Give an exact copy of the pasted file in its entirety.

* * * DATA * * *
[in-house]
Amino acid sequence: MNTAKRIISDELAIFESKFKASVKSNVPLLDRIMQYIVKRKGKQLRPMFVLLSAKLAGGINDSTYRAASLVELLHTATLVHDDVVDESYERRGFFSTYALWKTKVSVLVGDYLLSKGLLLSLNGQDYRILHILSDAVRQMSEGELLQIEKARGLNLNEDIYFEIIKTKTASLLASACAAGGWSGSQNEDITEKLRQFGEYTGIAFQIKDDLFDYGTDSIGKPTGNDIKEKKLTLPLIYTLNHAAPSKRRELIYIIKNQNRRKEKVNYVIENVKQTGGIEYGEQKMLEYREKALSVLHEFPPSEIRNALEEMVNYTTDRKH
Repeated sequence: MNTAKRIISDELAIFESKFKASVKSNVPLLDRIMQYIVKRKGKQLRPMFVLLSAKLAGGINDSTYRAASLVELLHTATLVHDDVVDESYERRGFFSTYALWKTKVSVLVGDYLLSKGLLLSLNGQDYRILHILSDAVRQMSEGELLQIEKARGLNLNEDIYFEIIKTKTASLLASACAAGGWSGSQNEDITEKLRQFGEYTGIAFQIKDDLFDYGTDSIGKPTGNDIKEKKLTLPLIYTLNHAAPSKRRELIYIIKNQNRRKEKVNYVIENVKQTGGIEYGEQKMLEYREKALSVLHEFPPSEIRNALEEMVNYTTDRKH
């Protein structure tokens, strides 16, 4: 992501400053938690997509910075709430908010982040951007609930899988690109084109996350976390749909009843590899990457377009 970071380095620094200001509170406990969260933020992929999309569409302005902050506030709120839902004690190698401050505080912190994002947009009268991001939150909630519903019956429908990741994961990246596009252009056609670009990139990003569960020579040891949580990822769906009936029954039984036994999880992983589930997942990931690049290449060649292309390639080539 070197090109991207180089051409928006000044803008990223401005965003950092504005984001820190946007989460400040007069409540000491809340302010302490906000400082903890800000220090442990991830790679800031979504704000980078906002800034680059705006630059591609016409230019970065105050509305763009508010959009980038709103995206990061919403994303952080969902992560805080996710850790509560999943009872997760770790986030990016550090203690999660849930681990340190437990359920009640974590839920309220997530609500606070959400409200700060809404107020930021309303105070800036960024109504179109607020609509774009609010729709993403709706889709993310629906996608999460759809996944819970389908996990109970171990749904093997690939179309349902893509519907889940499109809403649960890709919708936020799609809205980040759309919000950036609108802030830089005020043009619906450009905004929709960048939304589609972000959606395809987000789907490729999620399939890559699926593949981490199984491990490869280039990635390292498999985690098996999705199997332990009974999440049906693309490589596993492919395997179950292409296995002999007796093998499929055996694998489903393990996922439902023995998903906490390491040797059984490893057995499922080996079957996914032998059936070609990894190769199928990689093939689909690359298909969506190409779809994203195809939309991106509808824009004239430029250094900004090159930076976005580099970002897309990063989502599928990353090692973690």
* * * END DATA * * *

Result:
[in-house]
Amino acid sequence: MNTAKRIISDELAIFESKFKASVKSNVPLLDRIMQYIVKRKGKQLRPMFVLLSAKLAGGINDSTYRAASLVELLHTATLVHDDVVDESYERRGFFSTYALWKTKVSVLVGDYLLSKGLLLSLNGQDYRILHILSDAVRQMSEGELLQIEKARGLNLNEDIYFEIIKTKTASLLASACAAGGWSGSQNEDITEKLRQFGEYTGIAFQIKDDLFDYGTDSIGKPTGNDIKEKKLTLPLIYTLNHAAPSKRRELIYIIKNQNRRKEKVNYVIENVKQTGGIEYGEQKMLEYREKALSVLHEFPPSEIRNALEEMVNYTTDRKH
Repeated sequence: MNTAKRIISDELAIFESKFKASVKSNVPLLDRIMQYIVKRKGKQLRPMFVLLSAKLAGGINDSTYRAASLVELLHTATLVHDDVVDESYERRGFFSTYALWKTKVSVLVGDYLLSKGLLLSLNGQDYRILHILSDAVRQMSEGELLQIEKARGLNLNEDIYFEIIKTKTASLLASACAAGGWSGSQNEDITEKLRQFGEYTGIAFQIKDDLFDYGTDSIGKPTGNDIKEKKLTLPLIYTLNHAAPSKRRELIYIIKNQNRRKEKVNYVIENVKQTGGIEYGEQKMLEYREKALSVLHEFPPSEIRNALEEMVNYTTDRKH
């Protein structure tokens, strides 16, 4: 992501400053938690997509910075709430908010982040951007609930899988690109084109996350976390749909009843590899990457377009 970071380095620094200001509170406990969260933020992929999309569409302005902050506030709120839902004690190698401050505080912190994002947009009268991001939150909630519903019956429908990741994961990246596009252009056609670009990139990003569960020579040891949580990822769906009936029954039984036994999880992983589930997942990931690049290449060649292309390639080539 070197090109991207180089051409928006000044803008990223401005965003950092504005984001820190946007989460400040007069409540000491809340302010302490906000400082903890800000220090442990991830790679800031979504704000980078906002800034680059705006630059591609016409230019970065105050509305763009508010959009980038709103995206990061919403994303952080969902992560805080996710850790509560999943009872997760770790986030990016550090203690999660849930681990340190437990359920009640974590839920309220997530609500606070959400409200700060809404107020930021309303105070800036960024109504179109607020609509774009609010729709993403709706889709993310629906996608999460759809996944819970389908996990109970171990749904093997690939179309349902893509519907889940499109809403649960890709919708936020799609809205980040759309919000950036609108802030830089005020043009619906450009905004929709960048939304589609972000959606395809987000789907490729999620399939890559699926593949981490199984491990490869280039990635390292498999985690098996999705199997332990009974999440049906693309490589596993492919395997179950292409296995002999007796093998499929055996694998489903393990996922439902023995998903906490390491040797059984490893057995499922080996079957996914032998059936070609990894190769199928990689093939689909690359298909969506190409779809994203195809939309991106509808824009004239430029250094900004090159930076976005580099970002897309990063989502599928990353090692973690």